It’s the New Year, which for the majority of us means pledging to eat better, work out more, and save more money. But we might want to add to this list the resolution to preserve our hearing.
In 2016, we saw a large number of reports regarding the growing epidemic of hearing loss. The World Health Organization has warned us that billions of individuals are at risk from exposure to loud noise levels at work, at home, and during leisure activities.
We also found out that even teens are at risk, as the rate of hearing loss in teens is 30 percent higher than it was in the 1990s.
The bottom line is that our hearing can be compromised at work, while attending concerts, and even at home via the use of earbuds and headphones played at elevated volumes.
For 2017, let’s all start off on the right track by making some basic resolutions to protect and preserve our hearing health.
1. Know how loud is too loud
First of all, how can you know how loud is too loud, and how can you know when your hearing is at risk?
To begin with, sound is measured in units called decibels. As the decibel level rises, the intensity level of the sound increases together with the risk of hearing injury.
Here’s a list of sounds with their corresponding decibel levels. Keep in mind that any sound above 85 decibels can potentially damage your hearing with prolonged exposure.
- Whisper in a quiet library – 30 decibels (dB)
- Normal conversation – 60 dB
- City traffic – 85 dB
- Jackhammer at 50 feet – 95 dB
- Motorcycle – 100 dB
- Music player at maximum volume – 100+ dB
- Power saw at three feet – 110 dB
- Loud rock concert – 115 dB
- 12-Gauge Shotgun Blast – 165 dB
Keep in mind that with the decibel scale, a 10 dB increase is perceived by the human ear as being twice as loud. That means that a rock concert at 110 dB is 32 times louder than a normal conversation at 60 dB.
2. Safeguard your ears
Hearing damage is dependent on three factors: 1) the volume or intensity of the sound, 2) the length of time exposed to the sound, and 3) the distance between your ears and the sound source.
That implies that, in general, there are three ways you can guard against hearing injury from direct exposure to loud noise:
- Limit the volume with the use of earplugs (or by decreasing the volume on an mp3 player).
- Limit the time of exposure to the noise either by avoiding it or by taking rest breaks.
- Increase the distance from the sound source as far as possible (for example, not standing directly in front of the speakers during a rock concert).
Here are some other tips to protect your hearing:
- Make use of the 60/60 rule when listening to music on a mobile device—listen for no more than 60 minutes at 60 percent of the max volume.
- Consult with your employer about its hearing protection programs if you work in an at-risk occupation.
- Wear hearing protection at noisy venues and during loud activities. Low-cost foam earplugs are obtainable at your local pharmacy, and custom made earplugs are available from your local hearing specialist.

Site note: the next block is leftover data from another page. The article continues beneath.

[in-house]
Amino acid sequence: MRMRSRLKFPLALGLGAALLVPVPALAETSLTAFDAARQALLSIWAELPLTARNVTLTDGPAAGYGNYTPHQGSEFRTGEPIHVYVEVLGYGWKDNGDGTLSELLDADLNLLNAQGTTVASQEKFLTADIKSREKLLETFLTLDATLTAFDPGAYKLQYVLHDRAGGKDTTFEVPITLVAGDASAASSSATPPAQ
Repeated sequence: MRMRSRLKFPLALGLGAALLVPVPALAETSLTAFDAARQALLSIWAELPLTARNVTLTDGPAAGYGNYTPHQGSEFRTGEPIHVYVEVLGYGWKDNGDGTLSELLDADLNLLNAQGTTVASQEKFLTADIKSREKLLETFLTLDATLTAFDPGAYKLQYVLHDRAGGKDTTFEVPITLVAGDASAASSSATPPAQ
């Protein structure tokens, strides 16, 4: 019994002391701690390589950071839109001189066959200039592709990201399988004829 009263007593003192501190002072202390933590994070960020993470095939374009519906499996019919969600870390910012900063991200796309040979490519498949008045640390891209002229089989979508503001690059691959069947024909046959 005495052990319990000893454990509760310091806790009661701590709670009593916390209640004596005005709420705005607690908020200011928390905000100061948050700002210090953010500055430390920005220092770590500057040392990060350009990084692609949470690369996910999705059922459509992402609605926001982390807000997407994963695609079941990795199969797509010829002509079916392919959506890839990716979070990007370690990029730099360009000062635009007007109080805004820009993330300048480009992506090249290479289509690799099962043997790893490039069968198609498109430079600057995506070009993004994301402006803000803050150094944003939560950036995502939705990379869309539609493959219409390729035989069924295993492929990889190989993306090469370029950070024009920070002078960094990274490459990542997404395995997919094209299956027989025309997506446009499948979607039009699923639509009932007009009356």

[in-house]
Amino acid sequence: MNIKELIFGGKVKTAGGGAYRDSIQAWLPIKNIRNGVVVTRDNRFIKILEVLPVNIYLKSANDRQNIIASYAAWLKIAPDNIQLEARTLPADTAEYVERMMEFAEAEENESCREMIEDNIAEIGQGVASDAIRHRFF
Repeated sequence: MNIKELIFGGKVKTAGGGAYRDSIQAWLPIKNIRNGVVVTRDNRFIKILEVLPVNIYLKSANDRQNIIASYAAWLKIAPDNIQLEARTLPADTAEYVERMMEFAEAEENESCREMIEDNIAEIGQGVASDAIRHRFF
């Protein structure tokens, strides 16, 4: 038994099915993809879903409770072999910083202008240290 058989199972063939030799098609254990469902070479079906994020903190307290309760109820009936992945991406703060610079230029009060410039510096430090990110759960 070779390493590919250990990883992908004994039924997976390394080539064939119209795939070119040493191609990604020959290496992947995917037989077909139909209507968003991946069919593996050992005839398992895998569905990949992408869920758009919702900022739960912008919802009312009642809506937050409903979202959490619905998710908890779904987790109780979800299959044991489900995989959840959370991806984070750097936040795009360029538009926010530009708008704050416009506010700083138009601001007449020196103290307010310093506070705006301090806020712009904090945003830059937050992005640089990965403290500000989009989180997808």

- Purchase noise-cancelling headphones. These headphones block external sound so you can listen to the music at lower volumes.
- Invest in musicians plugs, a special kind of earplug that reduces volume without creating the dull sound of foam earplugs.
3. Know the signs and symptoms of hearing loss
Hearing loss occurs when the nerve cells of the inner ear are damaged. Below are some of the signs of hearing loss to look for directly after exposure to loud sounds:
- Ringing in the ears, also called tinnitus.
- The sensation of “fullness” in your ears.
- Difficulty comprehending speech, where everything sounds muffled.
Those are some of the signs of hearing damage immediately after exposure. Here are the signs of long-term hearing loss:
- Asking other people to repeat themselves often, or regularly misinterpretation what people are saying.
- Having trouble following conversations and making fine distinctions between similar sounding words and phrases.
- Turning the TV or radio volume up to the point where others notice.
- Thinking that other people are constantly mumbling.
- Having difficulty hearing on the phone.
Generally, your friends or family members will be the first to detect your hearing loss. It’s easy to brush this off, but in our experience, if somebody is told they have hearing loss by a family member, chances are good that they do.
4. Get your hearing tested
Finally, it’s important to get a hearing test, for two reasons. One, if your hearing is normal, you can not only inform others that your hearing is fine, you’ll also establish a baseline to compare future hearing tests.
Second, if the hearing test does display hearing loss, you can work with your hearing care professional to determine the most effective hearing plan, which typically includes the use of hearing aids. And with modern technology, you can recover your hearing and enhance almost every aspect of your life.